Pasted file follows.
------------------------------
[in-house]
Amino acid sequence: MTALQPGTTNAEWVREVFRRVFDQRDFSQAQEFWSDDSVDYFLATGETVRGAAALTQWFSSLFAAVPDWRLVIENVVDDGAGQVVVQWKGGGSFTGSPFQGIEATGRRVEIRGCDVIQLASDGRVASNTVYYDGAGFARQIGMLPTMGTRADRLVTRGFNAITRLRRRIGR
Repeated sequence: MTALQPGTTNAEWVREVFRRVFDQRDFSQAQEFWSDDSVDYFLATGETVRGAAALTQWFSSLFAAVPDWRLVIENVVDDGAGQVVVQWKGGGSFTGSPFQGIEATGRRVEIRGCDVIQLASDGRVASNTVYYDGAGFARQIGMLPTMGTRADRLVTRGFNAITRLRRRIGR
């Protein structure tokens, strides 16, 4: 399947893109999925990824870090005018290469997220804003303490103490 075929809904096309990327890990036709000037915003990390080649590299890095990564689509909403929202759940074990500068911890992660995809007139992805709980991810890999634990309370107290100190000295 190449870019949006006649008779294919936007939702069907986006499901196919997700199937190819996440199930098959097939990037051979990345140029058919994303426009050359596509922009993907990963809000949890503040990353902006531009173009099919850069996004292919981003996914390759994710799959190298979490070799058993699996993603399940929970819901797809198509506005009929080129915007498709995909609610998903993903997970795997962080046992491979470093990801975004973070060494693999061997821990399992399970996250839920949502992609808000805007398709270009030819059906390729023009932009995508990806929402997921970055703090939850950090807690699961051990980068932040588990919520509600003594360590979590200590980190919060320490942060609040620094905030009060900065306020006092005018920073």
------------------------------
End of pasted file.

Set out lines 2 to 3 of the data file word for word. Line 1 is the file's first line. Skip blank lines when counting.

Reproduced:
Amino acid sequence: MTALQPGTTNAEWVREVFRRVFDQRDFSQAQEFWSDDSVDYFLATGETVRGAAALTQWFSSLFAAVPDWRLVIENVVDDGAGQVVVQWKGGGSFTGSPFQGIEATGRRVEIRGCDVIQLASDGRVASNTVYYDGAGFARQIGMLPTMGTRADRLVTRGFNAITRLRRRIGR
Repeated sequence: MTALQPGTTNAEWVREVFRRVFDQRDFSQAQEFWSDDSVDYFLATGETVRGAAALTQWFSSLFAAVPDWRLVIENVVDDGAGQVVVQWKGGGSFTGSPFQGIEATGRRVEIRGCDVIQLASDGRVASNTVYYDGAGFARQIGMLPTMGTRADRLVTRGFNAITRLRRRIGR